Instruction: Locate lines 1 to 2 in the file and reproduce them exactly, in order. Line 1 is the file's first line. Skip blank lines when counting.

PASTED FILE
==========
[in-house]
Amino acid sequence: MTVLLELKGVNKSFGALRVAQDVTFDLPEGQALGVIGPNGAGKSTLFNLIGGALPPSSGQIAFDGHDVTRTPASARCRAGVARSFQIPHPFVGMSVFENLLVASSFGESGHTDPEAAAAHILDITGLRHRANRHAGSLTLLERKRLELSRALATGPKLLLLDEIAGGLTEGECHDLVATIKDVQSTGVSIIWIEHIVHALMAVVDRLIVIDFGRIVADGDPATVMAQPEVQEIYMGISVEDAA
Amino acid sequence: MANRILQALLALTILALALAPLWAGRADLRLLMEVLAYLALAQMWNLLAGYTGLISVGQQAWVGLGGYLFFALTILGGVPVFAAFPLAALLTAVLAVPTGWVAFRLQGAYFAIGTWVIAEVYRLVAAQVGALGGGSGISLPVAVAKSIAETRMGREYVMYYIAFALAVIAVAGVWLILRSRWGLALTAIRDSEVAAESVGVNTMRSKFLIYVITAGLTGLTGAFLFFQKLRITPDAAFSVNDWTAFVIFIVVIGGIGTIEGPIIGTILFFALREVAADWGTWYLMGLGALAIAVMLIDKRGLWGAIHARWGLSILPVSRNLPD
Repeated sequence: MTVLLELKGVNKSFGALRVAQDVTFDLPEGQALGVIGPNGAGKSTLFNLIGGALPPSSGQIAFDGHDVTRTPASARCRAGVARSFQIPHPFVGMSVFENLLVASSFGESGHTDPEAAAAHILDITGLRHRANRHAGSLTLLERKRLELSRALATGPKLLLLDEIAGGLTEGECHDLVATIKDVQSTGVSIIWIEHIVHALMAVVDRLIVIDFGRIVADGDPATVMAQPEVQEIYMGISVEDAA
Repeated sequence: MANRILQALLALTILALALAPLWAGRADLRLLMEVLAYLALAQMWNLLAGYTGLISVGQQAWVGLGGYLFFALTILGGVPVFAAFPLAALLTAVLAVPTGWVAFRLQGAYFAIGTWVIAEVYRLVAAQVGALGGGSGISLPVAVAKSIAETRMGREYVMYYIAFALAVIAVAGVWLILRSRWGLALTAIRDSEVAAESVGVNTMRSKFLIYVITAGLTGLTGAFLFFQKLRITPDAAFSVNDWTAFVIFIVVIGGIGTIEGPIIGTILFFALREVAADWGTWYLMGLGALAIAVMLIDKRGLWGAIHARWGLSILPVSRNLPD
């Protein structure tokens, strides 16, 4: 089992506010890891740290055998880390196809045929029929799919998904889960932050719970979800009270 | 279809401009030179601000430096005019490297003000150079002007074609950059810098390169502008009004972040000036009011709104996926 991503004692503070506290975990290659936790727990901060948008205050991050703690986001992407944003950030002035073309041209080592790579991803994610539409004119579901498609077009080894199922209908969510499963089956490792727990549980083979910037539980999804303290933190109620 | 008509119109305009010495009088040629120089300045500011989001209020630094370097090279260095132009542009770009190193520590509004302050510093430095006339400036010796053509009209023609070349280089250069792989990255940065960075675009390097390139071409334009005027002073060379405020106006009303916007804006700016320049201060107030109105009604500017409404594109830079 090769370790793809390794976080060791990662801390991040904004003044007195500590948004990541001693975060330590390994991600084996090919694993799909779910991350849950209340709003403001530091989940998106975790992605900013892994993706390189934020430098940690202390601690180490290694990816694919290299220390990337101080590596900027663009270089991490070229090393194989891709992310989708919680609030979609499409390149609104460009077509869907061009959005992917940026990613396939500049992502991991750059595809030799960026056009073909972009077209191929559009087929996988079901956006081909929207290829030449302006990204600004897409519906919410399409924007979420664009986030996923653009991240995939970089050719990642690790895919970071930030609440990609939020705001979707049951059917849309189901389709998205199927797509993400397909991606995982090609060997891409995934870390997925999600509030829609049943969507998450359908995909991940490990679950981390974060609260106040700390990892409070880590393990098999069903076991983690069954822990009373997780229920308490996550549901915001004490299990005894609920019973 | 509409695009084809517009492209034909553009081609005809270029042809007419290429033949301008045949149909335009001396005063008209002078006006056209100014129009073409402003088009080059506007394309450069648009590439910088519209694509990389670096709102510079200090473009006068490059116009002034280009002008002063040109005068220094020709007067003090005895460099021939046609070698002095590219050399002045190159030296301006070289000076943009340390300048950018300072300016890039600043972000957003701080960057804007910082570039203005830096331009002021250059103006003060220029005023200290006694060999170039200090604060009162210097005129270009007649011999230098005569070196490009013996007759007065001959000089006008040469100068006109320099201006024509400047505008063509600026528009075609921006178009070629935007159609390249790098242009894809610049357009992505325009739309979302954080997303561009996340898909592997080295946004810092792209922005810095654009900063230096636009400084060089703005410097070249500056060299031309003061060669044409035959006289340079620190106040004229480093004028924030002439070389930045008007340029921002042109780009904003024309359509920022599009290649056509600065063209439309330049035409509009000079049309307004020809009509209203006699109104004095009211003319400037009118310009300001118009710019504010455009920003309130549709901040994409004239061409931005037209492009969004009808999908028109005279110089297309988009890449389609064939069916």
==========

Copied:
[in-house]
Amino acid sequence: MTVLLELKGVNKSFGALRVAQDVTFDLPEGQALGVIGPNGAGKSTLFNLIGGALPPSSGQIAFDGHDVTRTPASARCRAGVARSFQIPHPFVGMSVFENLLVASSFGESGHTDPEAAAAHILDITGLRHRANRHAGSLTLLERKRLELSRALATGPKLLLLDEIAGGLTEGECHDLVATIKDVQSTGVSIIWIEHIVHALMAVVDRLIVIDFGRIVADGDPATVMAQPEVQEIYMGISVEDAA